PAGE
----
Bint Al Bahr Arabians

Preservation Breeders of Straight Babson Egyptians

 

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Fa-Serr, A Prince's Dream  By Joe Ferris (continued)

The Horse  

What was Fa-Serr like as an individual? He was known to have been the kind of horse that made a lasting and memorable impression on those who came in contact with him. Many said that he was the epitome of the antique-type Arabian typically illustrated in old engravings. In addition to his type, his rich black color made him stand out from the crowd as well.  

Fa-Serr - A Judy Forbis photo from her wonderful book  The Classicc Arabian Horse.His essence is perhaps best described by Walter Schimanski of Mena , Arkansas , a longtime breeder of Babson Arabians, "I will never forget the day I saw Fa-Serr. It was also my first visit to the huge cypress show barn. Seeing him had such an impact that I can still picture him in my mind's eye, just as if it were only yesterday.  

"Fa-Serr was standing quietly in the stall looking out of the window, his head turned away from me. Even in this position I could see his huge black eyes protruding from his head. His tail was always held in a high arch, even as he stood quietly.  

"When he was led outside for me to photograph, his blue-black coat gleamed as he pranced around Homer Watson. He was the blackest horse I have ever seen. He set himself up naturally, arching and stretching his neck to an advantage. He was an elegant, typey, exotic and obviously loved old gentleman. It was one of those horse thrills one never forgets."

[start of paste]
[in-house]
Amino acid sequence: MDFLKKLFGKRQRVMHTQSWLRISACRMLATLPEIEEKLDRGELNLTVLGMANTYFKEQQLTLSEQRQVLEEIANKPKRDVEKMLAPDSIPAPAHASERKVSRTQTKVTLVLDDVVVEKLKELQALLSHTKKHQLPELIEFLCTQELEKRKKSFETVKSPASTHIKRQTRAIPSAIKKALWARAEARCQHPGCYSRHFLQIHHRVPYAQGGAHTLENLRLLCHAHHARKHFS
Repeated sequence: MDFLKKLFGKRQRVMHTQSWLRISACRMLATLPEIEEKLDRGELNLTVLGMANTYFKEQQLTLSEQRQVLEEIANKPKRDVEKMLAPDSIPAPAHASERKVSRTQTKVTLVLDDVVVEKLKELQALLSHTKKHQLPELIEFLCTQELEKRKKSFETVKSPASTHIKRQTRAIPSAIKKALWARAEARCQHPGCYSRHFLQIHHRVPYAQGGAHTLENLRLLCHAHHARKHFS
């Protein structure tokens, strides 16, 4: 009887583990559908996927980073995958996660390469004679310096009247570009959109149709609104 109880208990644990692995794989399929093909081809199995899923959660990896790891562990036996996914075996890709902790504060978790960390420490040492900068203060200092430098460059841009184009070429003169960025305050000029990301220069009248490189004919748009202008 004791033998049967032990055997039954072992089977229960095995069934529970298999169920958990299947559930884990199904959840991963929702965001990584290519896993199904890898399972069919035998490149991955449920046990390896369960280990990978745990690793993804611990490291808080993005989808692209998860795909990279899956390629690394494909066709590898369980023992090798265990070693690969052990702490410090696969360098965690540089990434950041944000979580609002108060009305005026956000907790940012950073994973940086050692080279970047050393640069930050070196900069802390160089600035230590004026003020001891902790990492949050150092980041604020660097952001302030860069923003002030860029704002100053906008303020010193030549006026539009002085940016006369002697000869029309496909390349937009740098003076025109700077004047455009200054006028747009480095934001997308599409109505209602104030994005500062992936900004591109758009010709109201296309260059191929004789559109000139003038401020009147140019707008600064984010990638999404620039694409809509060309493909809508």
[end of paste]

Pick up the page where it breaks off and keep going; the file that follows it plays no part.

Lazelle Atkinson of Anchor Hill Ranch in Rogersville Missouri, remembered Fa-Serr as having had an extremely kind temperament combined with a special peacock-like presence, an extra spark which made him stand out.

The late Homer Watson, longtime manager of the Babson Farm, said Fa-Serr was very typical of the best Babson stallions, in some ways a little bit better and a little more special, but always an excellent sire. And to Watson, this was most important.

The Sire  

Fa-Serr trotting in the stallion paddocks at the Babson Farm.  Photographer not known.      As a sire, Fa-Serr proved to be extraordinary. He was born at a time when there were little more than 4,000 Arabians alive in this country. Traditionally, the Babson Farm did not stand its stallions to the public, so Fa-Serr's tenure at stud was primarily limited to Babson-owned mares. This accounts for Fa-Serr breeding only 13 outside mares during his lifetime. Despite this restriction, Fa-Serr sired 75 foals, making him one of the most heavily used stallions in Babson breeding.

      Fa-Serr's sons and daughters enjoyed popularity both as individuals and breeding stock, resulting in Fa-Serr's widespread influence. Looking at the number of second generation offspring, Fa-Serr's son's and daughters produced approximately 1300 foals.  Fa-Serr blood is represented in the disciplines of racing, endurance, halter and performance horses, highlighting the versatility of his descendants. Space here does not permit mention the accomplishments of all of his noted sons and daughters, but a representative sample will serve as an example.  

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